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'Wind trees' offer hope for the future of renewable energy in urban spaces: 'This is what we call self-consumption'

The wind tree is just one of many new innovations in turbine technology across the globe.

The wind tree is just one of many new innovations in turbine technology across the globe.

Photo Credit: New World Wind

French company New World Wind is putting a new spin on wind energy in urban environments with small-scale turbines designed to look like trees.

The company's "Aeroleaf" technology features metal trees tipped with microturbines that resemble leaves. Though the creations don't look exactly like real trees, their nature-inspired design helps reduce visual pollution in the city, according to the company's owner, Luc Eric Krief.

Each "tree" stands between about 16 and 33 feet tall and is easy to "plant." Once the turbine is in place, a bracket and three bolts complete its construction. 

The structure's small size helps avoid bird collisions, and it operates in silence. Plus, each tree functions like public art, with leaves coming in orange, blue, or green, and trunks in brown, gray, or white.

These turbines remain separate from the power grid and have the potential to deliver power directly to buildings, public furniture, car parks, offices, and electric vehicle charging stations, according to New World Wind's website.

Krief noted, "This is what we call self-consumption."

Each leaf is capable of producing up to 1,000 kilowatt hours (kWh) of energy annually. Euronews estimated that a 36-leaf tree could generate enough electricity to power a four-person household.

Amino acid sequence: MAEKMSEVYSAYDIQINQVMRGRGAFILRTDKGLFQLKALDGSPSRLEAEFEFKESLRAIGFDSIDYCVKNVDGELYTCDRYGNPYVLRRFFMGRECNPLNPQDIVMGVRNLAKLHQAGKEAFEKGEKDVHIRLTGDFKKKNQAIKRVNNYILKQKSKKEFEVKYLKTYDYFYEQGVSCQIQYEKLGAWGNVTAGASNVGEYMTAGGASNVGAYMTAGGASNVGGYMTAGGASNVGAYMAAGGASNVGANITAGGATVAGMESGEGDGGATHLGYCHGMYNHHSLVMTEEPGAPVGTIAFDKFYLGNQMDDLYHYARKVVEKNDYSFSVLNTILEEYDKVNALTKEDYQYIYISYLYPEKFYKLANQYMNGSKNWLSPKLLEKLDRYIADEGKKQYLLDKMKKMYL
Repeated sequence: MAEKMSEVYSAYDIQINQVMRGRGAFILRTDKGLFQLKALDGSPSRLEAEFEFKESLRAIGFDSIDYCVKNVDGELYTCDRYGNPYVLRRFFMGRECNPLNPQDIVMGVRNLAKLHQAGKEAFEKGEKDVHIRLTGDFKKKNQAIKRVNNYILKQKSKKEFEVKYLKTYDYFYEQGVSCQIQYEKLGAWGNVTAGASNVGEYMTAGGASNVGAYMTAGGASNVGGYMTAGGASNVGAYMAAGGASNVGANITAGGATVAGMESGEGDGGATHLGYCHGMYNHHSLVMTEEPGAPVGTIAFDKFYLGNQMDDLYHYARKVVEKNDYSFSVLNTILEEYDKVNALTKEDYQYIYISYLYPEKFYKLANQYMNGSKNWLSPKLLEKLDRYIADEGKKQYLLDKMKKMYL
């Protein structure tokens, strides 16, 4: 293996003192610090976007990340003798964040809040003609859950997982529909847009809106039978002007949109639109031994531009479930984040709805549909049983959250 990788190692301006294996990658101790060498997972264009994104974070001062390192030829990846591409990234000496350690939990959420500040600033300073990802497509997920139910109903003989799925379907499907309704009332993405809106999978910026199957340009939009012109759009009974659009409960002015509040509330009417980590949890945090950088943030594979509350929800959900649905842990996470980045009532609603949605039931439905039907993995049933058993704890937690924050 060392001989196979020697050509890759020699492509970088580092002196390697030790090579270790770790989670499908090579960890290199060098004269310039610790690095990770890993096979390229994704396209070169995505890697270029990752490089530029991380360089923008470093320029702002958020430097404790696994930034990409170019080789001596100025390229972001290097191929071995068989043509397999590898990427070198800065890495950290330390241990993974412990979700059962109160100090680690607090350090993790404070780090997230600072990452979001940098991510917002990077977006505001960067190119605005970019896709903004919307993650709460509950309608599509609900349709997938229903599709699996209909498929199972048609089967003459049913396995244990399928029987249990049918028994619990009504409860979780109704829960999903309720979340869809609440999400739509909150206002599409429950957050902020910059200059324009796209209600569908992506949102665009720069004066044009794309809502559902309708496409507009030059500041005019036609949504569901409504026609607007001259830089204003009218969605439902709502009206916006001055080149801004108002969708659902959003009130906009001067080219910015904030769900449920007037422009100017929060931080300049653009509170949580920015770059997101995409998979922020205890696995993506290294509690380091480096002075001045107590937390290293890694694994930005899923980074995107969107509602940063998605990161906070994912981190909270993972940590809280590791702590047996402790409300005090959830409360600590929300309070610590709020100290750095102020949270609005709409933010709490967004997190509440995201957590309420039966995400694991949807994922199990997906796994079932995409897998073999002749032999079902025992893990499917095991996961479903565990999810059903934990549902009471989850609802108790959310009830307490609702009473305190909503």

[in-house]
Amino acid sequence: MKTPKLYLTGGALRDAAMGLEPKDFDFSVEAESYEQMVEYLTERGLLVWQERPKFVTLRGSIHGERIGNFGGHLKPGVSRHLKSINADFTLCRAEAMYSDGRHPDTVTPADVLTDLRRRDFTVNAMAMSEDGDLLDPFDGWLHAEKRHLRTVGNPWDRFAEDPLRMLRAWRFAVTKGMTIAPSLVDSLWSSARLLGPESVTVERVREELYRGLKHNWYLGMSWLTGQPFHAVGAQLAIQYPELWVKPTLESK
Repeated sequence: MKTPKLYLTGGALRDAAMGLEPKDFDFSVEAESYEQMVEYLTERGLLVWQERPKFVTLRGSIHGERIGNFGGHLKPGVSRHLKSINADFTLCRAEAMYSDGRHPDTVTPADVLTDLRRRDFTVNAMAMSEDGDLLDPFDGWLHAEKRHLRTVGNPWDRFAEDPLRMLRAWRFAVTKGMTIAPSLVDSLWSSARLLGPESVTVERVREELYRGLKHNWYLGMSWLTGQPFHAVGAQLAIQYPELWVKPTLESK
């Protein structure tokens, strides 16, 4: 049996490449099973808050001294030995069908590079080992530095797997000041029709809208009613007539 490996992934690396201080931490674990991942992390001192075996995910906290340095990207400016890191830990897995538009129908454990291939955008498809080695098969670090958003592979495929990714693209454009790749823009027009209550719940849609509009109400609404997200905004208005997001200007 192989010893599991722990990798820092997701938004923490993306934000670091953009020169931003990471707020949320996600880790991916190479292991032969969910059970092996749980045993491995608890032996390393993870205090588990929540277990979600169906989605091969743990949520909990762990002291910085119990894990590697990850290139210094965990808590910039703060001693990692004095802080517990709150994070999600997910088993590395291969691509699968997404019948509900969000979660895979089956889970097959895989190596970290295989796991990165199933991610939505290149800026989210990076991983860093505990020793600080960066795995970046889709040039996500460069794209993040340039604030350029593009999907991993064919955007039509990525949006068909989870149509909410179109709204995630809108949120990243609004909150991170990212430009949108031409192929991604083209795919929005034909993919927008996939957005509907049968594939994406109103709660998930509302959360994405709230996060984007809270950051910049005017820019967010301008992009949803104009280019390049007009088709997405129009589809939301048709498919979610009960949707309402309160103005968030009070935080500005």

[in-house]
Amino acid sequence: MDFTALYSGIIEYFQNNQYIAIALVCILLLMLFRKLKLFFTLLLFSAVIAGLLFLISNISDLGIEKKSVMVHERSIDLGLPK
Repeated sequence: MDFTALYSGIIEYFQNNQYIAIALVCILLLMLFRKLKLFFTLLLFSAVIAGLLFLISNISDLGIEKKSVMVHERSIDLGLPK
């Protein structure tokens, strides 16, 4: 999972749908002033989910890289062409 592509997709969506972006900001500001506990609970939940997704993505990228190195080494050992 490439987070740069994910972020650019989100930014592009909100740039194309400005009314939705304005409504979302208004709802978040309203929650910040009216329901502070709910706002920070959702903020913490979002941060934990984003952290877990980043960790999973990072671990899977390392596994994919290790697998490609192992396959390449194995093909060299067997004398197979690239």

Plus, the design offers another unique advantage, Krief told the publication.

"Solar panels can work between 10 a.m. and 4 p.m. … with our technology, we can provide energy seven days a week, 24 hours a day," he said. "And if we create more energy than we can consume during the night or day, we can store it inside the battery." 

Each tree has four batteries and can store power for up to an hour in normal conditions. A hybrid version of the tree, which features solar "petals," uses solar and wind together.

So far, the company has installed 130 of these trees worldwide, including in the U.S., South Korea, and the UK. While its clients are mostly commercial, a handful of residential trees have been "planted" in the U.S. and UK.

Unfortunately, the technology may be a bit out of reach for many consumers, as a 36-leaf tree costs €51,990 (about $56,326). However, programs like the Inflation Reduction Act, which gives Americans tax incentives to invest in clean energy, could help ease up-front costs for interested consumers in the U.S.

The wind tree is just one of many new innovations in turbine technology across the globe. 

For example, a Spanish startup called Vortex Bladeless came up with an invention nicknamed the "skybrator," a cylindrical wind energy harvester that works by oscillating rather than using a rotating blade. Among its advantages are that it's easier to manufacture and assemble than traditional turbines and is safer for wildlife, according to the company.

And a Scottish company has developed a compact honeycomb-shaped wind turbine. The invention is suited for urban environments because it can be placed on top of buildings and other structures.

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